On Friday afternoon, two major memos regarding President Trump’s former personal attorney, Michael Cohen, dropped. The first concerned the Mueller investigation’s recommended sentencing for Cohen in light of Cohen’s repeated untruths as well as his testimony to the Mueller investigation; the second concerned the Southern District of New York’s recommended sentencing for Cohen in light of his testimony regarding President Trump’s campaign and payoffs to women including Stormy Daniels.
Here’s what you need to know about the Mueller sentencing memo.
1. Mueller Smacks Cohen. Mueller begins by stating that Cohen’s “crime was serious.” According to the special counsel’s office (SCO), Cohen “withheld information material to the investigations of Russia interference in the 2016 US presidential election.” The SCO memo says that Cohen’s lies were “deliberate and premeditated,” were not spontaneous, and began in a “written submission.”
2. Mueller Is Focusing In On Cohen’s Lies About Moscow Business. According to the memo, Cohen “lied to Congress about a business project (the ‘Moscow Project’) that he worked on during the 2016 presidential campaign,” while working for the Trump Company and for Trump personally. The goal of such lies was allegedly to “minimize links between the Moscow Project and Individual 1 [Trump],” and to “give the false impression that the Moscow Project had ended before the Iowa caucus and the first presidential primaries, in hopes of limiting the ongoing Russia investigations being conducted by Congress and the SCO.”
According to Mueller, Cohen’s lies “obscured the fact that the Moscow Project was a lucrative business opportunity that sought, and likely required, the assistance of the Russian government. If the project was completed, the Company could have received hundreds of millions of dollars from Russian sources in licensing fees and other revenues.” Mueller says that Cohen worked on the project and discussed it with Trump “well into the campaign,” and adds that Cohen, “during the campaign, had a substantive telephone call about the project with an assistant to the press secretary for the President of Russia.”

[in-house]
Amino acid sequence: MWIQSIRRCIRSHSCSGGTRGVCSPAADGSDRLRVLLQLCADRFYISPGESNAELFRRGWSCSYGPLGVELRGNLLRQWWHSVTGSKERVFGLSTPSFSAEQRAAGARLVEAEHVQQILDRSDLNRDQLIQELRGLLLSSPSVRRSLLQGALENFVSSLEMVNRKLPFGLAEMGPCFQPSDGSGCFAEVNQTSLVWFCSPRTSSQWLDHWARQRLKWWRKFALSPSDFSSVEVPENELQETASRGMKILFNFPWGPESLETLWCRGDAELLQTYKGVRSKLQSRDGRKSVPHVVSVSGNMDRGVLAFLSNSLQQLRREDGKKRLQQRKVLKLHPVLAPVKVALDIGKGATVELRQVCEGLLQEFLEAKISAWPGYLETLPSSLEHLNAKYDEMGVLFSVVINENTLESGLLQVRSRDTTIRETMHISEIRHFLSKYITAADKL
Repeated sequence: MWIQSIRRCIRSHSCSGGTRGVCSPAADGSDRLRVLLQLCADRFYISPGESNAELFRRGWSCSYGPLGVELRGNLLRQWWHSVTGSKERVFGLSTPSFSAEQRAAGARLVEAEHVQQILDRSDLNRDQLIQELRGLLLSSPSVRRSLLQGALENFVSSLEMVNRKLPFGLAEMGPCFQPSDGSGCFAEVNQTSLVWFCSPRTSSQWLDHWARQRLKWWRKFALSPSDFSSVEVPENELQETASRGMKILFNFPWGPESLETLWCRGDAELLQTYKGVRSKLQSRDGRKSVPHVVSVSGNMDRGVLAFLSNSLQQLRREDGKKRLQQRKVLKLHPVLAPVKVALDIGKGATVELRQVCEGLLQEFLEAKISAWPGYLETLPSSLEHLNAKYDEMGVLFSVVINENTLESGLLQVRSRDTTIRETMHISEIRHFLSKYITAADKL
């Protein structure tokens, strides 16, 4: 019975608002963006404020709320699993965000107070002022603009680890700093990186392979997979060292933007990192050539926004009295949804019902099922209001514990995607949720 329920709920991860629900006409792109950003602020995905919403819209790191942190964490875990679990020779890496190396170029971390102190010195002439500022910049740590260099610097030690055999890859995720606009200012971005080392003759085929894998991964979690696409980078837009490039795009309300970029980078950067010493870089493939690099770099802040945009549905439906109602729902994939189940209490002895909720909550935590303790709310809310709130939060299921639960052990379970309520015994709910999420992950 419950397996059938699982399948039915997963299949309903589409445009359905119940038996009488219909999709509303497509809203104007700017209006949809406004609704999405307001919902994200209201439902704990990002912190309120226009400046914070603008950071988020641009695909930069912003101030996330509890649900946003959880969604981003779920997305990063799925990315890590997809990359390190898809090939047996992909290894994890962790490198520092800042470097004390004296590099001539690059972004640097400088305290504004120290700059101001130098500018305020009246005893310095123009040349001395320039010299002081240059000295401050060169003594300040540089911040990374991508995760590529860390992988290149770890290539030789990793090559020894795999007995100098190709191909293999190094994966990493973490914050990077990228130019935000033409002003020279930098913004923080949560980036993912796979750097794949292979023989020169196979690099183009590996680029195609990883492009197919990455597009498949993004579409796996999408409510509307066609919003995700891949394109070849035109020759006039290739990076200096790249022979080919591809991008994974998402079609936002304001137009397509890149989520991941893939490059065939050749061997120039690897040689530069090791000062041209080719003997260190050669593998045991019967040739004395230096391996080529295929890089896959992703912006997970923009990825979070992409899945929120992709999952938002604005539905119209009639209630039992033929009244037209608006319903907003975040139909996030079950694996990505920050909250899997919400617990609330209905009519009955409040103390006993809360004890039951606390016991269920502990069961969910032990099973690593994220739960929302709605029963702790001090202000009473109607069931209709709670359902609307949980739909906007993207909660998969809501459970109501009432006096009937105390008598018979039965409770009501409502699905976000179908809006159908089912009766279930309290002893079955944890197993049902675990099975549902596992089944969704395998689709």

Mueller says that Cohen would have benefitted from the deal, and in a footnote, points out that Trump had personally approved reaching out to Russia before a meeting with Putin during Putin’s visit to the United Nations in 2015.
3. Mueller Is Suspicious Of Other Russian Reach-Outs. According to the memo, “The defendant also provided information about attempts by other Russian nationals to reach the campaign. For example, in or around November 2015, Cohen received the contact information for, and spoke with, a Russian national who claimed to be a ‘trusted person’ in the Russian Federation who could offer the campaign ‘political synergy’ and ‘synergy on a government level.” That person wanted to meet with Trump, and told Cohen that the meeting could have a “phenomenal” impact “not only in political but in a business dimension as well.” Cohen didn’t follow up on that particular reach-out.
4. There Are Other Figures Who Will Come Into Play Soon. The memo suggests that Cohen provided information “concerning his contacts with persons connected to the White House during the 2017-2018 time period.” Presumably, these people could include Paul Manafort, Roger Stone, and Jerome Corsi.
5. There Is No Allegation That Trump Broke The Law. The “Moscow Project” does not mean that Trump actually violated the law by doing business with the Russians during the election. It means Cohen lied about it, and Mueller is suspicious of a quid pro quo. Those suspicions are obvious from Mueller’s language: “Cohen admitted that he had lied to Congress and to the SCO about the Moscow Project. He provided detailed information about the true circumstances of the Moscow Project, including its duration, the persons involved in the discussions, contacts with Russian government officials, and discussions during the first half of 2016 about the possibility of travel to Russia in connection with the Moscow Project.”
Cohen’s testimony could be damaging to Trump — but he’s provided more dots that require connections. Those dots haven’t yet been connected, but it’s easy to see why Trump attorney Rudy Giuliani is concerned that Mueller may believe Trump lied to the FBI about the Trump Tower meeting, given Mueller’s obvious belief that Trump was warm to Russia well in advance of the 2016 election.